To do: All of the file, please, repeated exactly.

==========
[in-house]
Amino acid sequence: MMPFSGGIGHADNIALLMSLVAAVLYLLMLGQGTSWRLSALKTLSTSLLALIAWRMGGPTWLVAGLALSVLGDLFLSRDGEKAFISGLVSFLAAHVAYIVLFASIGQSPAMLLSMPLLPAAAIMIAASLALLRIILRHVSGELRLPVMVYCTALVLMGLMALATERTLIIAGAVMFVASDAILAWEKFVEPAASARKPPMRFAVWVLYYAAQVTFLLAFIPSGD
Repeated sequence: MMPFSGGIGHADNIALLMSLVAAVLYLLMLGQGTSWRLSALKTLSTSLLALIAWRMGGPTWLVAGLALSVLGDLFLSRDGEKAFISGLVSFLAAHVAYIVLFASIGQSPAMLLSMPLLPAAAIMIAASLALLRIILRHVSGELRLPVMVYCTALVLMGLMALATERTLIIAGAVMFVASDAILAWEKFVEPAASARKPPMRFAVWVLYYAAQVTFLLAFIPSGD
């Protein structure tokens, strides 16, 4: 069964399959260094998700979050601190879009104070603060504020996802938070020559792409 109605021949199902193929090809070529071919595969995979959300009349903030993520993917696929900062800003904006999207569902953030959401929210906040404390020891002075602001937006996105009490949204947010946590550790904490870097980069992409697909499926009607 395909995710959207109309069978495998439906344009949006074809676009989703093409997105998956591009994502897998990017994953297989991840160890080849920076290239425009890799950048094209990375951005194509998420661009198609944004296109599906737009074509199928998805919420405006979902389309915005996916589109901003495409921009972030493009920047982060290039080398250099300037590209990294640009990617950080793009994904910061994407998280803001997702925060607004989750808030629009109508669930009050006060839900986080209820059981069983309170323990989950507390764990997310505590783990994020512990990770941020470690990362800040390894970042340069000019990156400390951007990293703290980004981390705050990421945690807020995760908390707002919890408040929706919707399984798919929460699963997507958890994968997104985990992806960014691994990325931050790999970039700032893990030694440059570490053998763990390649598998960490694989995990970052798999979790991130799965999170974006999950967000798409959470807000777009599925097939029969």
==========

[in-house]
Amino acid sequence: MMPFSGGIGHADNIALLMSLVAAVLYLLMLGQGTSWRLSALKTLSTSLLALIAWRMGGPTWLVAGLALSVLGDLFLSRDGEKAFISGLVSFLAAHVAYIVLFASIGQSPAMLLSMPLLPAAAIMIAASLALLRIILRHVSGELRLPVMVYCTALVLMGLMALATERTLIIAGAVMFVASDAILAWEKFVEPAASARKPPMRFAVWVLYYAAQVTFLLAFIPSGD
Repeated sequence: MMPFSGGIGHADNIALLMSLVAAVLYLLMLGQGTSWRLSALKTLSTSLLALIAWRMGGPTWLVAGLALSVLGDLFLSRDGEKAFISGLVSFLAAHVAYIVLFASIGQSPAMLLSMPLLPAAAIMIAASLALLRIILRHVSGELRLPVMVYCTALVLMGLMALATERTLIIAGAVMFVASDAILAWEKFVEPAASARKPPMRFAVWVLYYAAQVTFLLAFIPSGD
């Protein structure tokens, strides 16, 4: 069964399959260094998700979050601190879009104070603060504020996802938070020559792409 109605021949199902193929090809070529071919595969995979959300009349903030993520993917696929900062800003904006999207569902953030959401929210906040404390020891002075602001937006996105009490949204947010946590550790904490870097980069992409697909499926009607 395909995710959207109309069978495998439906344009949006074809676009989703093409997105998956591009994502897998990017994953297989991840160890080849920076290239425009890799950048094209990375951005194509998420661009198609944004296109599906737009074509199928998805919420405006979902389309915005996916589109901003495409921009972030493009920047982060290039080398250099300037590209990294640009990617950080793009994904910061994407998280803001997702925060607004989750808030629009109508669930009050006060839900986080209820059981069983309170323990989950507390764990997310505590783990994020512990990770941020470690990362800040390894970042340069000019990156400390951007990293703290980004981390705050990421945690807020995760908390707002919890408040929706919707399984798919929460699963997507958890994968997104985990992806960014691994990325931050790999970039700032893990030694440059570490053998763990390649598998960490694989995990970052798999979790991130799965999170974006999950967000798409959470807000777009599925097939029969």